Lancashire County Council (20 006 006)

Category : Education > COVID-19

Decision : Closed after initial enquiries

Decision date : 24 Nov 2020

The Ombudsman's final decision:

Summary: The Ombudsman will not investigate Mr X’s complaint about the way the Council’s children services team conducted a meeting with his family members. Mr X has not been caused a significant personal injustice.

The complaint

  1. The complainant, whom I shall call Mr X, says the Council failed to follow safe COVID -19 practices for a meeting between Council children services officers and Mr X’s extended family.

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The Ombudsman’s role and powers

  1. This complaint involves events that occurred during the COVID-19 pandemic. The Government introduced a range of new and frequently updated rules and guidance during this time. We can consider whether the Council followed the relevant legislation, guidance and our published “Principles of Good Administrative Practice during COVID -19”.
  2. We investigate complaints about ‘maladministration’ and ‘service failure’. In this statement, I have used the word 'fault' to refer to these. We must also consider whether any fault has had an adverse impact on the person making the complaint. I refer to this as ‘injustice’. We provide a free service, but must use public money carefully. We may decide not to start or continue with an investigation if we believe:
    • it is unlikely we would find fault, or
    • the fault has not caused injustice to the person who complained, or
    • the injustice is not significant enough to justify the cost of our involvement, or
    • it is unlikely we could add to any previous investigation by the Council. (Local Government Act 1974, section 24A(6), as amended)

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How I considered this complaint

  1. I considered the information Mr X provided with his complaint and the Council’s replies to him which it provided. I considered Mr X’s comments on a draft version of this decision.

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What I found

  1. Mr X’s and his wife Mrs X, their daughter Miss Y, and her child Z live in the same household.
  2. The Council and Mr X agreed that its children services team needed to assess Z to see if Z needed more support. As part of this assessment two children services officers met Z and Miss Y in a public park in late July 2020. They drove Z and Miss Y back home.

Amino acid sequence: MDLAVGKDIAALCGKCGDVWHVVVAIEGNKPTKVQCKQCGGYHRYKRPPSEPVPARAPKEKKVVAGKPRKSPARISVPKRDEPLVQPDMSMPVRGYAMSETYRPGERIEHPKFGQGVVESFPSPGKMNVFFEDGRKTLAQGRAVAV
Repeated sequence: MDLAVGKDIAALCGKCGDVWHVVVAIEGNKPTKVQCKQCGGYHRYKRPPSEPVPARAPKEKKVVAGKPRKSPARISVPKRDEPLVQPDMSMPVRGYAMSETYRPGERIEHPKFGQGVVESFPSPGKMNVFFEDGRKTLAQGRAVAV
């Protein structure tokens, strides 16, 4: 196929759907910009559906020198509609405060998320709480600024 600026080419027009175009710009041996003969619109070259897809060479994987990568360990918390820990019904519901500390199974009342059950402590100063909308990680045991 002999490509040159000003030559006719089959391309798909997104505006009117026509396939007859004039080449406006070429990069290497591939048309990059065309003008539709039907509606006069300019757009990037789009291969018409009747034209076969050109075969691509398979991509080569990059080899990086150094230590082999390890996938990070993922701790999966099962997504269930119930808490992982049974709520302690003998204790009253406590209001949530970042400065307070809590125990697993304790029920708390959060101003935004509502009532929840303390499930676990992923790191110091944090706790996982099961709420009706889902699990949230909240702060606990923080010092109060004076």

3. Mr X says the officers did not follow COVID-19 safe practices. He says the meeting should have been held in a very quiet place and not a busy public park. Mr X says there was a risk of catching COVID-19 from other park attendees. He says Z hugged an officer and touched items which he does not know if they were sanitised. He says the officers breached social distancing rules to drive Z and Miss X back home in separate cars. He says it was not an essential journey as he says they could have walked.
  4. The Council replied to Mr X’s complaint at both stages of its corporate complaints’ procedure. It provided the risk assessment produced in advance of the meeting. It says the officers took acceptable and appropriate steps in line with the government guidance at the time. This included using PPE and sanitiser. The Council says in the cars, Miss Y and Z sat the furthest possible seat away from the driver, the driver wore a face covering and the car windows were open. This meets government guidance. Mr X disputes the face covering was worn by both officers and that windows were open.


  1. The Council denies any fault in the meeting’s conduct.
  2. We can only investigate complaints where there is an allegation of injustice caused by fault. Here is there is no injustice to Mr X by the way the meeting was conducted. I appreciate he is worried about the risks of COVID-19, but that of itself is not significant enough to justify an investigation.

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Final decision

  1. The Ombudsman will not investigate this complaint. This is because there is no evidence Mr X has been caused any significant injustice by the way the Council’s officers conducted a meeting.

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Investigator's decision on behalf of the Ombudsman

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